It was a later than expected night tabulating votes for the Smith County Election Office during its staff’s first foray into countywide voting.

Tuesday’s was the first election in which voters were allowed to cast ballots at any of 34 locations around the county as part of a pilot program monitored by the Texas Secretary of State.

Voting machines provide ballots based on the individual voter’s precinct at all locations rather than requiring voters to visit precinct-specific locations to vote.

For example, Precinct 3 and Precinct 21 voters typically were required to vote at Bell Elementary School. But the change allowed those voters to cast ballots at any of the county’s 34 voting centers.

It’s a convenience for voters, but the process took longer than expected to calculate votes Tuesday night, Election Administrator Karen Nelson said. She said the constitutional election, which typically draws the fewest number of voters, was a good learning experience for her staff and election judges.

Mrs. Nelson said voters gave overwhelmingly positive feedback about the change.

“I’m really excited about it,” she said. “It’s definitely a positive for voters, and I expect the process to only get smoother as we learn from the constitutional election.”

Mrs. Nelson said voters she spoke to by phone Tuesday were very pleased. Each Election Day her office receives a steady stream of phone calls from residents who want to know the voting location for their precinct.

On Tuesday, Mrs. Nelson asked callers if they were at work and, if so, the address, so she could give them three or four of the closest locations where they could vote.

“When they found out they could vote anywhere, and I said ‘You’re close to this, this and this location,’ they were very happy,” she said.

But there were a few snags Tuesday.

Mrs. Nelson said some polling location openings were delayed because setting up the electronic voting machines took longer than election judges expected, because the voting centers required that all 73 countywide voting precincts be programmed into every machine.

Staff also has been unable to access votes in one electronic voting machine, she said. A voting machine vendor technician worked beyond 1:30 a.m. to retrieve 88 votes, Mrs. Nelson said. None of the votes factored into contested races.

Smith County was the last county in the state to report complete but unofficial results to the Secretary of State because of the machine.

Her office also experienced delays reporting results online due to a computer problem that the information technology department corrected.

SUCCESS?

Mrs. Nelson said the county sought public feedback regarding the change.

The county provided 200 surveys regarding the new voting center program at each location. Most were filled out, she said, including many with written comments. She said staff would begin tabulating responses from more than 6,600 survey responses today and present the findings to county commissioners Tuesday.

County commissioners will set a future public hearing to give residents an opportunity to give opinions and express compliments and concerns about the change.

The public hearing is a requirement for counties as part of the pilot program.

Texas Secretary of State spokeswoman Alicia Pierce said public response to programs implemented around the state have been generally favorable.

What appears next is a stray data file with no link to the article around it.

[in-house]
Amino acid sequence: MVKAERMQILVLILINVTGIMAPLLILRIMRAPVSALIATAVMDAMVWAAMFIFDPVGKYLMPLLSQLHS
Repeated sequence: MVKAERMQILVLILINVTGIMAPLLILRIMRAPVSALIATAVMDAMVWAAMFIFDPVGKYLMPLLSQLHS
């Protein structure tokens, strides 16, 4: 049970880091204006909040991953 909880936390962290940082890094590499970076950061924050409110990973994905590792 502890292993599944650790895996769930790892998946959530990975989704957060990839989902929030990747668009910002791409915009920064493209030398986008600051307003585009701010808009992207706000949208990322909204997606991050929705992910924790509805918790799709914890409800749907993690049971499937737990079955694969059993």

There are 37 counties participating in the program that was created in 2009.

The Texas Secretary of State may determine a county’s participation in the program was “successful” following an election under the program. Once designated as “successful,” that county may continue to use the program for subsequent elections.

Rusk County joined the program for the November 2014 election, and Election Administrator Kathie Whittner called it an overall success after the election. The state agreed and deemed their program “successful.”

In late-November 2014, when the county was discussing participation in the program, both Democrat and Republican Party officials expected the change would lead to increased voter participation because of convenience.

Ms. Pierce said it’s difficult to speculate about the program’s effect on turnout. Statewide, this constitutional election drew a higher number of voters than is typical, but officials are unsure if there is a correlation. But there is growing interest among counties to join the program.

The state allows six counties with populations greater than 100,000 and four counties with populations less than 100,000 to participate each election. This year, the state turned away counties for the first time.

Not all counties are successful the first time, she said. But counties may reapply.

Mrs. Nelson said she hopes the results prove to be a success. She has already been in contact with the vendor that supplies the voting machines and software to discuss streamlining the tabulation process for the March 2016 presidential primaries, which will draw a much larger number of voters.

She also plans to discuss tabulation processes with larger counties with thousands of voting machines to process and see if there are ways to improve efficiency and speed.

The office also will look at the top 10 voting locations with the most voter traffic to see if more resources might improve the process, she said.

“It’s only going to get better,” she said. “I expect the primary to be smoother, because of the experience.”

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